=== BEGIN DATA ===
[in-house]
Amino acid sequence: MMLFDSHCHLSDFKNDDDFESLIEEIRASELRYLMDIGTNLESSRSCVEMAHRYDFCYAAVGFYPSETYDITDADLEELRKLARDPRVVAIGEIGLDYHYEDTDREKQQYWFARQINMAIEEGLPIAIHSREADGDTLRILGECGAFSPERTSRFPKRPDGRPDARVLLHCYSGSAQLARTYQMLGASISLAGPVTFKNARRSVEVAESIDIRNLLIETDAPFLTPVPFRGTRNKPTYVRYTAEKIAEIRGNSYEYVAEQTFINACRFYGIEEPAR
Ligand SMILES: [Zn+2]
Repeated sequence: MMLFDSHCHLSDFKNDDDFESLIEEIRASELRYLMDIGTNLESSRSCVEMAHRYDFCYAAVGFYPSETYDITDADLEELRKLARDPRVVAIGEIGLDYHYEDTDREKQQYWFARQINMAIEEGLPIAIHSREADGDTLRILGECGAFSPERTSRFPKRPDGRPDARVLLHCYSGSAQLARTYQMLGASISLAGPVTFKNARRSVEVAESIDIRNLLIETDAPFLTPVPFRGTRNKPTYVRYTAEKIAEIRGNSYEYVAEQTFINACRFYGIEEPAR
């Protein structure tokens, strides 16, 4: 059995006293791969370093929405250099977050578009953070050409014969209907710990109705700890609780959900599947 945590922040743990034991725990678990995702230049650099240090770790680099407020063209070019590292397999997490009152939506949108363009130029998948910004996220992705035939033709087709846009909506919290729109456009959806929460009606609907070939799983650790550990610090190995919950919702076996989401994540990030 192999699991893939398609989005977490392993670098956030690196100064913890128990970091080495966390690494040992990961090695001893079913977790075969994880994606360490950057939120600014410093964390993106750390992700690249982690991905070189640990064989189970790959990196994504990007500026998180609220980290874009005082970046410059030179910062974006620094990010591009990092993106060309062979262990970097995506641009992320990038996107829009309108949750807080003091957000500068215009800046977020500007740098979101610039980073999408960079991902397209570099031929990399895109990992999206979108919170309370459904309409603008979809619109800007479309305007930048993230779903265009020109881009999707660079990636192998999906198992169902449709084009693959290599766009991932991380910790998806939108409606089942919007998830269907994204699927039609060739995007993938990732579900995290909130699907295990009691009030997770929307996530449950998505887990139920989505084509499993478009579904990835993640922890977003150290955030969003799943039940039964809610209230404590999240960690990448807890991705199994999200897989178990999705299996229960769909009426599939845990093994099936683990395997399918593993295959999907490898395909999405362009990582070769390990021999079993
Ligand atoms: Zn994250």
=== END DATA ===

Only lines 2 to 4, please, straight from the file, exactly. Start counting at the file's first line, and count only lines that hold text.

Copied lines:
Amino acid sequence: MMLFDSHCHLSDFKNDDDFESLIEEIRASELRYLMDIGTNLESSRSCVEMAHRYDFCYAAVGFYPSETYDITDADLEELRKLARDPRVVAIGEIGLDYHYEDTDREKQQYWFARQINMAIEEGLPIAIHSREADGDTLRILGECGAFSPERTSRFPKRPDGRPDARVLLHCYSGSAQLARTYQMLGASISLAGPVTFKNARRSVEVAESIDIRNLLIETDAPFLTPVPFRGTRNKPTYVRYTAEKIAEIRGNSYEYVAEQTFINACRFYGIEEPAR
Ligand SMILES: [Zn+2]
Repeated sequence: MMLFDSHCHLSDFKNDDDFESLIEEIRASELRYLMDIGTNLESSRSCVEMAHRYDFCYAAVGFYPSETYDITDADLEELRKLARDPRVVAIGEIGLDYHYEDTDREKQQYWFARQINMAIEEGLPIAIHSREADGDTLRILGECGAFSPERTSRFPKRPDGRPDARVLLHCYSGSAQLARTYQMLGASISLAGPVTFKNARRSVEVAESIDIRNLLIETDAPFLTPVPFRGTRNKPTYVRYTAEKIAEIRGNSYEYVAEQTFINACRFYGIEEPAR